I recently spent several days in the Lodi wine-growing region of California as the guest of the Lodi Winegrowers. Over four days, the group I was with took a deep dive into all things Lodi. We visited wineries, vineyard sites and had lunch at the home of a couple who own a terrific winery. The overall variety of wines we tasted was stunning in its diversity, both in terms of grapes utilized as well as styles they were made in. One wine brand in particular that stuck out for me is Markus Wine Co.


This project is part of Borra Vineyards. There are a few distinct differences between them, the biggest being that while the Borra wines are produced from fruit grown on the family’s own vineyards, the wines from Markus Wine Co. are made from sourced fruit. Winemaker Markus Niggli looks for great vineyards in the region and crafts wines in a fresh, modern style. We tasted Markus’ wines at the Mokelumne Glen Vineyard, one of his sources for fruit. The family that owns this vineyard and grows the fruit is dedicated entirely to German varietals. They carefully tend a broad array of grapes and sell them to artists like Markus who use them to craft lovely wines loaded with character. Markus also works with a nearby artist to create labels that merge imagery that brings to mind a place from his past, with the spot the grapes are sourced. Three of his wines really stood out for me. The fruit for all of these is from Mokelumne Glen Vineyards.

Markus Wine Co. 2014 Nativo ($19)

This wine is a blend of Kerner (75 percent), Riesling (19 percent) and Bacchus (6 percent). Fermentation took place over 10 days in stainless steel utilizing native yeast. It was aged in-tank for five months prior to bottling. Granny Smith apple aromas dominate the nose. The refreshing palate is studded with appealing flavors such as honeysuckle and white peach. Bits of sweetness emerge on the finish, which shows lemon zest and wet limestone characteristics. Firm, racy acid keeps everything in check. If you want to blow away your wine-loving friends, bring a few bottles of this gem with you, and they’ll be in awe of your wine-selecting abilities.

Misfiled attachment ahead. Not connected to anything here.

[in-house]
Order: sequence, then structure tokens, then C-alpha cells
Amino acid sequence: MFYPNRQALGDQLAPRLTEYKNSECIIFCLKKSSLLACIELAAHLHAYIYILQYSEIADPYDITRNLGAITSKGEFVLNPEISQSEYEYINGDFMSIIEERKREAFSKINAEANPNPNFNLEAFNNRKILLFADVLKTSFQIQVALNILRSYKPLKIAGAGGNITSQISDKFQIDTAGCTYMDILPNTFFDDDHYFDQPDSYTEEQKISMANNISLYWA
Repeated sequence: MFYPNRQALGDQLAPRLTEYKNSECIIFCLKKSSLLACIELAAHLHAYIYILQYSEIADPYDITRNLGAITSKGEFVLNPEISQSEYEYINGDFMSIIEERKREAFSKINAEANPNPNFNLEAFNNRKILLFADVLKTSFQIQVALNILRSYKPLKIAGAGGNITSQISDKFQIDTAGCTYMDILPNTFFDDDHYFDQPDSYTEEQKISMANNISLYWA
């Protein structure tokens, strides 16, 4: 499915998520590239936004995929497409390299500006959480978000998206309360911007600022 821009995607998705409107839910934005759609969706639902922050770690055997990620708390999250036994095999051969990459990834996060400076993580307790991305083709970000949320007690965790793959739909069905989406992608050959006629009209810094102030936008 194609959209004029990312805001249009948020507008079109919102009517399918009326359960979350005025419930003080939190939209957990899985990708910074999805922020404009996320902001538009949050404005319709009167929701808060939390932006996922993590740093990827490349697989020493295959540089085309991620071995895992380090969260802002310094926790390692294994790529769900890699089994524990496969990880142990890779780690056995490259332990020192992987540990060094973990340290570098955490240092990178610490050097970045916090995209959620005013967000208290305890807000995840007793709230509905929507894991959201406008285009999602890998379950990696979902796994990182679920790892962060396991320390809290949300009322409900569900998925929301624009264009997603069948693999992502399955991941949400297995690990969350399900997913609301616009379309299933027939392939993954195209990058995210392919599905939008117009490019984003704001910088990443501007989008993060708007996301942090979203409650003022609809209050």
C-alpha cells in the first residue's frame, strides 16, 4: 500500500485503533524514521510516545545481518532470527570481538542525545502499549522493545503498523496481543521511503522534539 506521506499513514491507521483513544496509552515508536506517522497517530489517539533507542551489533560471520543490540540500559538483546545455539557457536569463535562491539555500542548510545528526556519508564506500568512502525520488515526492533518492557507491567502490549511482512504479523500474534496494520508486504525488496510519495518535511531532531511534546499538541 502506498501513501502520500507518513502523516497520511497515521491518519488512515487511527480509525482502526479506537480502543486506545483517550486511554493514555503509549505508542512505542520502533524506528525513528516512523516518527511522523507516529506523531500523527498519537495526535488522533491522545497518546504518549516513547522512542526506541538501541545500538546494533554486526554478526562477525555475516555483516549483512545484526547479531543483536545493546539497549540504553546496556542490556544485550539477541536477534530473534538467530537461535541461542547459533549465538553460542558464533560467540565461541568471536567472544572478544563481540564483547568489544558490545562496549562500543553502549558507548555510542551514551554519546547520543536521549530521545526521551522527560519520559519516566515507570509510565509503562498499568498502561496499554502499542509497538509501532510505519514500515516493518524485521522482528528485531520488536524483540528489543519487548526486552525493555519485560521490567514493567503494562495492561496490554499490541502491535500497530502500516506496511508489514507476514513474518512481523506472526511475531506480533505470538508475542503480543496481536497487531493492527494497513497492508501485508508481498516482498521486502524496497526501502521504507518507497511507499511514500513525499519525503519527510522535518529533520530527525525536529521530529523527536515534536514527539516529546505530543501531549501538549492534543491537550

Markus Wine Co. Nuvola ($19)

This selection is entirely Gewürztraminer. All of the fruit was hand-harvested. Fermentation took place in stainless steel over 10 days using native yeast. It was aged in stainless for five months prior to bottling. Apricot and lychee fruit aromas dominate the welcoming nose. Hints of savory herb lead the palate. They’re joined by copious amounts of stone fruit, lemon zest, minerals and a touch of orchard fruit. The long finish is layered with continued fruit, spice, minerals and crisp acid. This is a lovely and singular expression of Gewürztraminer loaded with charm.


Markus Wine Co. 2013 Nimmo ($22)

This offering is a blend of Kerner (69 percent), Gewürztraminer (11 percent), Riesling (10 percent) and Bacchus (10 percent). Fermentation took place in a combination of stainless steel and barrel over seven days. Barrel aging occurred over nine months in a combination of French and American oak; 60 percent of them were new. Hints of smoke lead the nose here. The body has some nice weight and heft to it. Lychee, pineapple and lemon curd are all in play. There is a viscosity and mineral-driven nature to the mouthfeel which dances alongside a core of tart green apple notes and spice. The finish is crisp, long and refreshing. All of these elements come together to make this a remarkably appealing wine. This is one of those wines I had trouble putting down.

Lodi California has some truly exciting things going on for wine lovers. Projects like Markus Wine Co. are really setting a new standard. These are remarkably well-priced wines, produced from grapes one might not expect to find in Lodi. Of huge importance, of course, is the fact that they are exceptionally delicious, well-made wines that stand apart from the pack. The wines of Markus Niggli, along with those of quite a few other artisanal family producers in Lodi, are worth a special effort to seek out. Spend your money on these; they will make your tongue do a happy dance.